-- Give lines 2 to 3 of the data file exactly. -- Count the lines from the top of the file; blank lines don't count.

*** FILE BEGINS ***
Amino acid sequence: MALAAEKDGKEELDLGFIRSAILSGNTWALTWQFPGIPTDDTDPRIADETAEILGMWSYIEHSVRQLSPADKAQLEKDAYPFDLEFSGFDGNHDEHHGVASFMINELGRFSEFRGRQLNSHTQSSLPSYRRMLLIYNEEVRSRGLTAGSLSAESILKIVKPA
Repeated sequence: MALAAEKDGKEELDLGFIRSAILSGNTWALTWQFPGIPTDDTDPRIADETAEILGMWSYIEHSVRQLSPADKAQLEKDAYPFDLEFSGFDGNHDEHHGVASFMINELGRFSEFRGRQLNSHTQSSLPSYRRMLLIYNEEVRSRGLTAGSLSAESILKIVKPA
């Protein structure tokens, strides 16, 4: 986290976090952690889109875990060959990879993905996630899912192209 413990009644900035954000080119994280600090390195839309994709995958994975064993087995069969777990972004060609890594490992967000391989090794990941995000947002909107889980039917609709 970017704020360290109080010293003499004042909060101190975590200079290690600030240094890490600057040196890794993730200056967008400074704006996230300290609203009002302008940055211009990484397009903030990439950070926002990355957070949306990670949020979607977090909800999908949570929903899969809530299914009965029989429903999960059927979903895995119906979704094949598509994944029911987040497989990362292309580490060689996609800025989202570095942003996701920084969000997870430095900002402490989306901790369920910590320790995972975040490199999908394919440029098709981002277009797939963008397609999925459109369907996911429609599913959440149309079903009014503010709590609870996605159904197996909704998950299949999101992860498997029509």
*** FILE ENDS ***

Repeated sequence: MALAAEKDGKEELDLGFIRSAILSGNTWALTWQFPGIPTDDTDPRIADETAEILGMWSYIEHSVRQLSPADKAQLEKDAYPFDLEFSGFDGNHDEHHGVASFMINELGRFSEFRGRQLNSHTQSSLPSYRRMLLIYNEEVRSRGLTAGSLSAESILKIVKPA
């Protein structure tokens, strides 16, 4: 986290976090952690889109875990060959990879993905996630899912192209 413990009644900035954000080119994280600090390195839309994709995958994975064993087995069969777990972004060609890594490992967000391989090794990941995000947002909107889980039917609709 970017704020360290109080010293003499004042909060101190975590200079290690600030240094890490600057040196890794993730200056967008400074704006996230300290609203009002302008940055211009990484397009903030990439950070926002990355957070949306990670949020979607977090909800999908949570929903899969809530299914009965029989429903999960059927979903895995119906979704094949598509994944029911987040497989990362292309580490060689996609800025989202570095942003996701920084969000997870430095900002402490989306901790369920910590320790995972975040490199999908394919440029098709981002277009797939963008397609999925459109369907996911429609599913959440149309079903009014503010709590609870996605159904197996909704998950299949999101992860498997029509």